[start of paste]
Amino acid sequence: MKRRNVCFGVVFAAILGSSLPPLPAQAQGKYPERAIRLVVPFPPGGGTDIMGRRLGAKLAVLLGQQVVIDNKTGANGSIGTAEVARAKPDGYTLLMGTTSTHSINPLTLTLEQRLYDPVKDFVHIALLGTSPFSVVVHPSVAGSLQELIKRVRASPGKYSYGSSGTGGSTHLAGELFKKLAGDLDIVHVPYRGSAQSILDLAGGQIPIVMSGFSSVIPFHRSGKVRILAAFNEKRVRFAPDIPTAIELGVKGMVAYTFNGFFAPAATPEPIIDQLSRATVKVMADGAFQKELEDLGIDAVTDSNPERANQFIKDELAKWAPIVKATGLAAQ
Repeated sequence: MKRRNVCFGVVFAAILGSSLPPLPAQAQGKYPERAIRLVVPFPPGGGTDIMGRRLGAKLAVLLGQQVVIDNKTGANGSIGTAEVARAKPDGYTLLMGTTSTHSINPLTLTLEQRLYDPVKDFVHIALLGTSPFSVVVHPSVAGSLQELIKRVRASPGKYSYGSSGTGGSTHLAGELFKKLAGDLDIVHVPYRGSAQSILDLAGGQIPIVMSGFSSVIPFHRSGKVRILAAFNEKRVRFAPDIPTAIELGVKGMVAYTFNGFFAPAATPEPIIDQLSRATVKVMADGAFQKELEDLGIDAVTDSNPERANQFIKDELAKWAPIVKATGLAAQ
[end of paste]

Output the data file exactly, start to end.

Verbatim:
Amino acid sequence: MKRRNVCFGVVFAAILGSSLPPLPAQAQGKYPERAIRLVVPFPPGGGTDIMGRRLGAKLAVLLGQQVVIDNKTGANGSIGTAEVARAKPDGYTLLMGTTSTHSINPLTLTLEQRLYDPVKDFVHIALLGTSPFSVVVHPSVAGSLQELIKRVRASPGKYSYGSSGTGGSTHLAGELFKKLAGDLDIVHVPYRGSAQSILDLAGGQIPIVMSGFSSVIPFHRSGKVRILAAFNEKRVRFAPDIPTAIELGVKGMVAYTFNGFFAPAATPEPIIDQLSRATVKVMADGAFQKELEDLGIDAVTDSNPERANQFIKDELAKWAPIVKATGLAAQ
Repeated sequence: MKRRNVCFGVVFAAILGSSLPPLPAQAQGKYPERAIRLVVPFPPGGGTDIMGRRLGAKLAVLLGQQVVIDNKTGANGSIGTAEVARAKPDGYTLLMGTTSTHSINPLTLTLEQRLYDPVKDFVHIALLGTSPFSVVVHPSVAGSLQELIKRVRASPGKYSYGSSGTGGSTHLAGELFKKLAGDLDIVHVPYRGSAQSILDLAGGQIPIVMSGFSSVIPFHRSGKVRILAAFNEKRVRFAPDIPTAIELGVKGMVAYTFNGFFAPAATPEPIIDQLSRATVKVMADGAFQKELEDLGIDAVTDSNPERANQFIKDELAKWAPIVKATGLAAQ